Of course, you could eat the males, but that’s not everyone’s cup of tea, and there aren’t many rescue centers around for unwanted roosters. Getting sex-linked chicks means you’ll only get girls and won’t have to face slaughtering dear old Henrietta when it turns out she’s actually a he.
# 3 – Temperament
By and large, these hybrid hens are docile birds with friendly personalities and a laidback approach to a free-range life.
They thrive as backyard poultry, enjoying the space and freedom to forage.
# 4 – Dual-Purpose Potential
A dual-purpose breed is many homesteaders’ vision of the ideal backyard flock. Not only are they reliable egg layers, but they’re also big enough to breed for meat.
If you’re lucky, a hybrid hen may reach 6-7 pounds. A rooster, 8-9 pounds.
Although not all sex link hybrids fit into this category, those with parent lines including a Brown Sussex, Rhode Island Red, or Plymouth Rock make excellent dual-purpose chickens.
Some sex link hybrids, like the Cinnamon Queens or Golden Comets, for instance, “have been bred so much for egg production that they have lost some of their size, which makes them less suitable when it comes to meat production.
# 5 – Lack of Broodiness
Having a broody hen may not be the end of the world, but it generally is the end of her egg production for at least a week or two.
Sex link hens don’t tend to want to sit on their eggs so much as the selective breeding process has emphasized high egg production to such an extent that the broodiness gene is all but extinct.
This lack of broodiness is excellent news for backyard owners who want lots of eggs but no baby chickens – and for a hen that wants to maintain its condition.
3 Ways Sex Link Chickens Could Drive You Crazy
# 1 – Difficult to Breed
Sex link breeding is not for the faint-hearted and, if you’re looking to breed chickens that stand a chance of competing at the next American Poultry Association (APA) show, sex-link hybrids aren’t for you.
For one, these breeds go unrecognized by the APA.
For another, they don’t breed true, meaning that you’ll end up with a mixed bag of offspring that isn’t sex-linked.
Furthermore, it will be virtually impossible to predict how big they’ll get or what their egg production might be.
# 2 – You Want Broilers
Although sex-linked chicks mature quickly, they don’t grow particularly fast, nor do they reach the standard sizes of popular broiler chicken breeds.
Hoover’s Hatchery Cornish Cross Broiler Chickens, 10 Count Baby Chicks [More]
Before we forget…
If you’re looking for an excellent broiler chicken breed? Check out Cornish Cross Broiler Chickens from Hoover’s Hatchery!
# 3 – They Can Be Noisy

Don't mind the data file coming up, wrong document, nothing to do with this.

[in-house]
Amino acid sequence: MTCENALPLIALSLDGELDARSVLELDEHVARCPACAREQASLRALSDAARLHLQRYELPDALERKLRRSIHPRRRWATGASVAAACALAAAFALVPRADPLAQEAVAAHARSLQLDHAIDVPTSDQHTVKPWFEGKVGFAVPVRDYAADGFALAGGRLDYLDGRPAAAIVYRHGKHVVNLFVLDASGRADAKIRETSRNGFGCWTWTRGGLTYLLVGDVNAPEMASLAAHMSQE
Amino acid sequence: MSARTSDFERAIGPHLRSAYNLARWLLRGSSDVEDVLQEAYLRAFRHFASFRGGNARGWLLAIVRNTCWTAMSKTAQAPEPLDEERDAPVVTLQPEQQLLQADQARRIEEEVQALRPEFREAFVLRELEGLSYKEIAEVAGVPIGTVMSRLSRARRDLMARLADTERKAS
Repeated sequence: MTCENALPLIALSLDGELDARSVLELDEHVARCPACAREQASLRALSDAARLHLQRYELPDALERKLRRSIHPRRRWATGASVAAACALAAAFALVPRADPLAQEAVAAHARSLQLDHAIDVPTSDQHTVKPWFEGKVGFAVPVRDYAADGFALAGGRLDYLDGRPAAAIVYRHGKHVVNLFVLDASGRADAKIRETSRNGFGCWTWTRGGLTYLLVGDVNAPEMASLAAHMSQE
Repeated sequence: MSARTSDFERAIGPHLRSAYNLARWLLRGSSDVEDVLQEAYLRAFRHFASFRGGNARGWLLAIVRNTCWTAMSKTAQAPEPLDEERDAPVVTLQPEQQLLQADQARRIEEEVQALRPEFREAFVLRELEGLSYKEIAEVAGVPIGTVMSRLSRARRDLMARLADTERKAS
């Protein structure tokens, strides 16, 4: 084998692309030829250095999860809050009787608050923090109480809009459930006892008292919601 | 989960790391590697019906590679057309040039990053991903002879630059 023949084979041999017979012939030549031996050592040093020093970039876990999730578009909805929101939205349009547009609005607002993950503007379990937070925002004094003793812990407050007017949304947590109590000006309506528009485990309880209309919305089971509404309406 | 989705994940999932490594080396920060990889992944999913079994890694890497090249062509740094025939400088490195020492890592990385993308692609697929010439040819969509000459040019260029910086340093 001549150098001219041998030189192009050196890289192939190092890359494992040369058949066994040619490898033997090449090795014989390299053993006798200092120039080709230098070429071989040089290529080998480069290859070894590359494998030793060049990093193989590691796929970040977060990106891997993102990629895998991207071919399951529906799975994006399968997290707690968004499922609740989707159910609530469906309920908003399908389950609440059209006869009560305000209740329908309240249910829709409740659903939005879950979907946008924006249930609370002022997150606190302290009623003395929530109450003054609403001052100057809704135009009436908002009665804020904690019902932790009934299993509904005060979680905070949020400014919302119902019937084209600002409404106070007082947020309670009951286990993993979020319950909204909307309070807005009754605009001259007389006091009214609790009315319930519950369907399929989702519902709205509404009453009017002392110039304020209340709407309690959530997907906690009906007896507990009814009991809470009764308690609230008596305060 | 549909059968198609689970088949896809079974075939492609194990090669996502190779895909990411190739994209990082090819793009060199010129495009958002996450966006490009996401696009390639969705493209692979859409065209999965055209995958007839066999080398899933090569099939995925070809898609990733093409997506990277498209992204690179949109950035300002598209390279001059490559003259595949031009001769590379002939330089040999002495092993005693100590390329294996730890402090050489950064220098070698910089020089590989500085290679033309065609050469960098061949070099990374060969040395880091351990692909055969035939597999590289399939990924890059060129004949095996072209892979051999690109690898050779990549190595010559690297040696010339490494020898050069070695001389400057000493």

Homesteaders and backyard poultry enthusiasts say that, while friendly, some red sex-linked crosses are much noisier than your average backyard-type chicken.
When laying, they make enough cackles and squawks to wake the dead so, if you’ve got difficult or suspicious neighbors, you may want to consider a heritage breed instead.
# 4 – Short Lifespan
Your average backyard bird has a lifespan of around 5 to 10 years, but the red and black sex link hybrids live for less than half that.
Although they mature early, they also age faster, living for just two to three years.
If like me, you hate seeing your animals get old, you’re better off with the heritage chicken breeds, like the Wyandotte or one of the other American breeds which can live for up to 12 years.
Is a Sex Link Chicken for You?
Hybrid sex link chickens are becoming increasingly popular, with some fearing they may take over all the coops in North America.
While I doubt it will come to that, there are some excellent reasons why backyard chicken owners are turning their backs on the pure breeds and seeking the benefits of the hybrids.
Hardy and friendly, sex link crosses are excellent layers and have above-average feed efficiency, making them ideal beginner birds. You won’t end up with any unwanted roosters, as you would buying purebred chickens, which means less hassle and more eggs all around!
While your sex link hybrids won’t live very long, they’ll lay for you consistently (and noisily) throughout their lives. You may even be grateful to see the back of them if they really are as noisy as other backyard chicken keepers say they are!
Buying Chickens Online – Safely and Without Breaking the Bank
If you want to buy chickens online – and if you seek red sex-linked chickens, then check out Tractor Supply’s inventory of baby chicks!
If you get a chance to visit Tractor Supply in store, you’ll crack a massive smile as you see the flock of adorable chicks eagerly clucking and looking for a new home!